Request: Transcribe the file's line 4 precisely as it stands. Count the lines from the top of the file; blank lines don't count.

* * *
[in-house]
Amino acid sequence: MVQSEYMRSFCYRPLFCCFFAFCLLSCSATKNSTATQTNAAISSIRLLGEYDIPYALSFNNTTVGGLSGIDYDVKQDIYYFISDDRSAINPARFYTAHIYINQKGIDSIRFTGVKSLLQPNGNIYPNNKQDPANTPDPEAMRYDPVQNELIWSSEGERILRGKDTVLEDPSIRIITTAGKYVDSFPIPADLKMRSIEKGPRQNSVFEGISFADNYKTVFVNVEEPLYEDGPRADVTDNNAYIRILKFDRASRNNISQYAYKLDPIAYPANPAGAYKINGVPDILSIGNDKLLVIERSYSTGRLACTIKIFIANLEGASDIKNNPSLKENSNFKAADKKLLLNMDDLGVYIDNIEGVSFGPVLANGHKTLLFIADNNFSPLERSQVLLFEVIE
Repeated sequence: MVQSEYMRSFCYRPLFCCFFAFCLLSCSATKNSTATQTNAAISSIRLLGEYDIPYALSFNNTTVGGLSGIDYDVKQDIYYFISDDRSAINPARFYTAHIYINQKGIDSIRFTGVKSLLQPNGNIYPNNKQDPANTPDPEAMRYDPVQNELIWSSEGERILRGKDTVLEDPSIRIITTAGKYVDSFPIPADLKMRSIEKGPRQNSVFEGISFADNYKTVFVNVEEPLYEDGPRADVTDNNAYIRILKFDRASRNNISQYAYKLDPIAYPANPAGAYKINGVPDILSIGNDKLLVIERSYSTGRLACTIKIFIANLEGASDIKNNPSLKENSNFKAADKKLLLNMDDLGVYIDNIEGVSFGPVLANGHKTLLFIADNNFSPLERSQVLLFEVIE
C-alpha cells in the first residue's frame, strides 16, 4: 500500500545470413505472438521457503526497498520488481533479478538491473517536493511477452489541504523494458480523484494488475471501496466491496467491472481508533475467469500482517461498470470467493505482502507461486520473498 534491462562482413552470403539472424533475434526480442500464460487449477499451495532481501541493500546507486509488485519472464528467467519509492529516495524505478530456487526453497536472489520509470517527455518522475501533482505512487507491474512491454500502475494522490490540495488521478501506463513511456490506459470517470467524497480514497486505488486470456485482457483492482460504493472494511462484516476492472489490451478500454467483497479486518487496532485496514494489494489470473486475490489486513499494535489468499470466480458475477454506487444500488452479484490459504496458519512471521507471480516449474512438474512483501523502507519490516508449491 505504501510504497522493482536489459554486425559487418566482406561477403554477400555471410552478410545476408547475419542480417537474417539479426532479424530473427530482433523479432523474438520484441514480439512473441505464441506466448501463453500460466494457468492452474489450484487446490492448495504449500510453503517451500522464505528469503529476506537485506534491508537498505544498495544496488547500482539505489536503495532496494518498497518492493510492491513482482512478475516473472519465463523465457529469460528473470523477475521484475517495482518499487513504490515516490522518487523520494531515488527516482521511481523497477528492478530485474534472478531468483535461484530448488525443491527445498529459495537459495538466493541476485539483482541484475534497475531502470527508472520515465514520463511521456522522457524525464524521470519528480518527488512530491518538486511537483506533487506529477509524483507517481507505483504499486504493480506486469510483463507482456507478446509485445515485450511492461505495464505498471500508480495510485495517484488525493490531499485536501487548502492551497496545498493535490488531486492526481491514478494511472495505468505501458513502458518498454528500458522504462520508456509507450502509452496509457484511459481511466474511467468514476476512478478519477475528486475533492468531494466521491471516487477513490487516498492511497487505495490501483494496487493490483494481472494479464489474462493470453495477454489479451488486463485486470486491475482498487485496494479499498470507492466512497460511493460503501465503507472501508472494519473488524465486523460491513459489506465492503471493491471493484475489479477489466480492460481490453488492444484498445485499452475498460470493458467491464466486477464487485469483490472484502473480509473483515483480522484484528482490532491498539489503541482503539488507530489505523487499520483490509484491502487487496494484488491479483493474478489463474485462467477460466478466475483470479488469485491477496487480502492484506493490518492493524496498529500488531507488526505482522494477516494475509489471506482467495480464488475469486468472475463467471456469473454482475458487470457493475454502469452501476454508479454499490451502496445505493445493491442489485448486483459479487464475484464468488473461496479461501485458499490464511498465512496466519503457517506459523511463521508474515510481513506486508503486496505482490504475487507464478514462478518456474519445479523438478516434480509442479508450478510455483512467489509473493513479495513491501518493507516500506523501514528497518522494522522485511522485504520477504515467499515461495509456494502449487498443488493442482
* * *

C-alpha cells in the first residue's frame, strides 16, 4: 500500500545470413505472438521457503526497498520488481533479478538491473517536493511477452489541504523494458480523484494488475471501496466491496467491472481508533475467469500482517461498470470467493505482502507461486520473498 534491462562482413552470403539472424533475434526480442500464460487449477499451495532481501541493500546507486509488485519472464528467467519509492529516495524505478530456487526453497536472489520509470517527455518522475501533482505512487507491474512491454500502475494522490490540495488521478501506463513511456490506459470517470467524497480514497486505488486470456485482457483492482460504493472494511462484516476492472489490451478500454467483497479486518487496532485496514494489494489470473486475490489486513499494535489468499470466480458475477454506487444500488452479484490459504496458519512471521507471480516449474512438474512483501523502507519490516508449491 505504501510504497522493482536489459554486425559487418566482406561477403554477400555471410552478410545476408547475419542480417537474417539479426532479424530473427530482433523479432523474438520484441514480439512473441505464441506466448501463453500460466494457468492452474489450484487446490492448495504449500510453503517451500522464505528469503529476506537485506534491508537498505544498495544496488547500482539505489536503495532496494518498497518492493510492491513482482512478475516473472519465463523465457529469460528473470523477475521484475517495482518499487513504490515516490522518487523520494531515488527516482521511481523497477528492478530485474534472478531468483535461484530448488525443491527445498529459495537459495538466493541476485539483482541484475534497475531502470527508472520515465514520463511521456522522457524525464524521470519528480518527488512530491518538486511537483506533487506529477509524483507517481507505483504499486504493480506486469510483463507482456507478446509485445515485450511492461505495464505498471500508480495510485495517484488525493490531499485536501487548502492551497496545498493535490488531486492526481491514478494511472495505468505501458513502458518498454528500458522504462520508456509507450502509452496509457484511459481511466474511467468514476476512478478519477475528486475533492468531494466521491471516487477513490487516498492511497487505495490501483494496487493490483494481472494479464489474462493470453495477454489479451488486463485486470486491475482498487485496494479499498470507492466512497460511493460503501465503507472501508472494519473488524465486523460491513459489506465492503471493491471493484475489479477489466480492460481490453488492444484498445485499452475498460470493458467491464466486477464487485469483490472484502473480509473483515483480522484484528482490532491498539489503541482503539488507530489505523487499520483490509484491502487487496494484488491479483493474478489463474485462467477460466478466475483470479488469485491477496487480502492484506493490518492493524496498529500488531507488526505482522494477516494475509489471506482467495480464488475469486468472475463467471456469473454482475458487470457493475454502469452501476454508479454499490451502496445505493445493491442489485448486483459479487464475484464468488473461496479461501485458499490464511498465512496466519503457517506459523511463521508474515510481513506486508503486496505482490504475487507464478514462478518456474519445479523438478516434480509442479508450478510455483512467489509473493513479495513491501518493507516500506523501514528497518522494522522485511522485504520477504515467499515461495509456494502449487498443488493442482